I started to see more and more vividly the cycles of stress and anxiety that we all encounter, as well as how my own reactivity contributes to these cycles of negativity that affect not only myself but also everyone around me. I began to realize clearly that our well-being does not come from achieving, acquiring, and accumulating. While there is nothing inherently wrong with the rewards that come from hard work, the pitfalls of success come when maintaining these privileges (in my case, a successful medical practice, prestigious academic titles and honours, an esteemed social status, big house, nice car, exotic vacations) become an obligation. At a certain point in time, the pursuit of material possessions, pleasures, praise, and recognition makes life feel hollow. Without awareness and the courage to look deeply or make changes, we may work harder and accumulate more only to find that the happiness and deep fulfilment that we long for remain elusive.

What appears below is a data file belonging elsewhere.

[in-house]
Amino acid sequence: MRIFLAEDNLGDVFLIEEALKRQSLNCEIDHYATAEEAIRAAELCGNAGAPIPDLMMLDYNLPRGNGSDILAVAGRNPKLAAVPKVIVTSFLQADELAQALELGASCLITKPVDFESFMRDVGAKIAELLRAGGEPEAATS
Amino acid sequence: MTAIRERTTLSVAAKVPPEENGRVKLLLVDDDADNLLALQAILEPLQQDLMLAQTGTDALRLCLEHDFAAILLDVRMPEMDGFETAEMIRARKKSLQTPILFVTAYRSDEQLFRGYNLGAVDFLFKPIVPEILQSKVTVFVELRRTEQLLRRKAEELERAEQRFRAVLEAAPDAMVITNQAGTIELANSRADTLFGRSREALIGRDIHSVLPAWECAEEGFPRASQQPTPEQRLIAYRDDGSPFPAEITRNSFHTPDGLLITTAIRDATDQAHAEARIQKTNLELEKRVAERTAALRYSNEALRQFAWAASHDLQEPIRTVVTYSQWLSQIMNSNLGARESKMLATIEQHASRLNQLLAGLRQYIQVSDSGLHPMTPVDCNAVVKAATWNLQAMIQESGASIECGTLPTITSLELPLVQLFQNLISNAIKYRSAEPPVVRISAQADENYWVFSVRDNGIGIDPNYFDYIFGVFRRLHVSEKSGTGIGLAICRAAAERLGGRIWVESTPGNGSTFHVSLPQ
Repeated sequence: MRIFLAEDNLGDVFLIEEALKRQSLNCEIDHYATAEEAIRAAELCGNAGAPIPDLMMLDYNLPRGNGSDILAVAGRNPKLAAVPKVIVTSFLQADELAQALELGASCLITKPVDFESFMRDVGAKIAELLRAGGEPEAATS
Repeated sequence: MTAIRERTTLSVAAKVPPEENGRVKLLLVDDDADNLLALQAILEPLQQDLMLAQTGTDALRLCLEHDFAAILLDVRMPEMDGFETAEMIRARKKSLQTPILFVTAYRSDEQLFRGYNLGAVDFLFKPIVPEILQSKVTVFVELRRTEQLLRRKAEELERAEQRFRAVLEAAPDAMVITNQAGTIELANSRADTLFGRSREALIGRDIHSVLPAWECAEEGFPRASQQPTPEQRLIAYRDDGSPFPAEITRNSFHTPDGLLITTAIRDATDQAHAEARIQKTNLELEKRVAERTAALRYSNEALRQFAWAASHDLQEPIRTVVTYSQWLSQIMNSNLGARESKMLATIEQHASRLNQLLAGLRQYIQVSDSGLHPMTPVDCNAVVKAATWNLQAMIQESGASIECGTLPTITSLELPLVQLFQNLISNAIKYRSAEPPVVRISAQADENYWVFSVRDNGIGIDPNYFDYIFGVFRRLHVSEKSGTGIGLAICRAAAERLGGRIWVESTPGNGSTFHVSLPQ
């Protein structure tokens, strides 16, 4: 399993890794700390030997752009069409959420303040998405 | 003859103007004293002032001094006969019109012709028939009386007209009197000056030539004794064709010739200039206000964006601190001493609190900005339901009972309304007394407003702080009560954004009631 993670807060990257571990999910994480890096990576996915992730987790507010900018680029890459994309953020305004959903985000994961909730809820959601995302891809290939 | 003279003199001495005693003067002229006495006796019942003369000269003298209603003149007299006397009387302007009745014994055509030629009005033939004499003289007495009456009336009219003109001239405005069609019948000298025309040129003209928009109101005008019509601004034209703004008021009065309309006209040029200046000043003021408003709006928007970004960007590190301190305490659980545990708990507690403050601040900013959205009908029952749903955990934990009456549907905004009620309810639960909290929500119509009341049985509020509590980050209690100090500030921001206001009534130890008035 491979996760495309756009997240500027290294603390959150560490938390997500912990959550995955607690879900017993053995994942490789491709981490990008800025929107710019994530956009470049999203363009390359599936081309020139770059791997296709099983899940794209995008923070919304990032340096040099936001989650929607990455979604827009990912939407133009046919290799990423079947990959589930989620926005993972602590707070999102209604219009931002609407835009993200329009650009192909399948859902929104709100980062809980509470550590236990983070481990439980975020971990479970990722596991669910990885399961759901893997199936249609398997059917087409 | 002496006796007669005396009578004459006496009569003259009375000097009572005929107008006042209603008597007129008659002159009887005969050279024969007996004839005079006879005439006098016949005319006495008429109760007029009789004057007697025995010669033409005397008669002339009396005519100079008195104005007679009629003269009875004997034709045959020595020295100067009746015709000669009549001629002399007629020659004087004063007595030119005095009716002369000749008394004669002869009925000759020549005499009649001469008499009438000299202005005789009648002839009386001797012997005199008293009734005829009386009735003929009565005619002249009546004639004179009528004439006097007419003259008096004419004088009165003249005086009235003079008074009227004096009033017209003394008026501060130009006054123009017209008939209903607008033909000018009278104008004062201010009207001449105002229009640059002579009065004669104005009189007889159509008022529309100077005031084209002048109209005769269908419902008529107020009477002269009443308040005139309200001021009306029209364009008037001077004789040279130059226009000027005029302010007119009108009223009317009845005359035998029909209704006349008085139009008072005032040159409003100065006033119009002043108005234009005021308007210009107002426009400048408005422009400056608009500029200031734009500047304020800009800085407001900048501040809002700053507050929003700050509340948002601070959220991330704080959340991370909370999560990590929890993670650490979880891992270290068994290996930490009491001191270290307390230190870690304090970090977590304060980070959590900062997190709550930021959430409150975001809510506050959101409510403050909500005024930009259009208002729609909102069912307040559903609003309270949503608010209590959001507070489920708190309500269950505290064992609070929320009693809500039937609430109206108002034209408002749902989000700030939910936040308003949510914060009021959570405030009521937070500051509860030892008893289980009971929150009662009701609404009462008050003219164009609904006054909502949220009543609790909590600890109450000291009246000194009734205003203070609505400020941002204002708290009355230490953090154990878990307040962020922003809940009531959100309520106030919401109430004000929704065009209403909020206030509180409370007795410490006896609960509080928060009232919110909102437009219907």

I began to realize that true happiness can come only by examining what’s inside, by investigating the relationship between the external world and our inner self, and by changing our habitual patterns in response to our thoughts, feelings, and emotions. After a long period of reflection—the dark night of my soul—I decided to pursue a different path and do the unthinkable. I stepped down from all the leadership positions before completing my terms. I closed my laboratory. I turned part time. However, my heart was torn because all of these radical changes were incompatible with my deeply ingrained ambition, competitiveness, and perfectionism.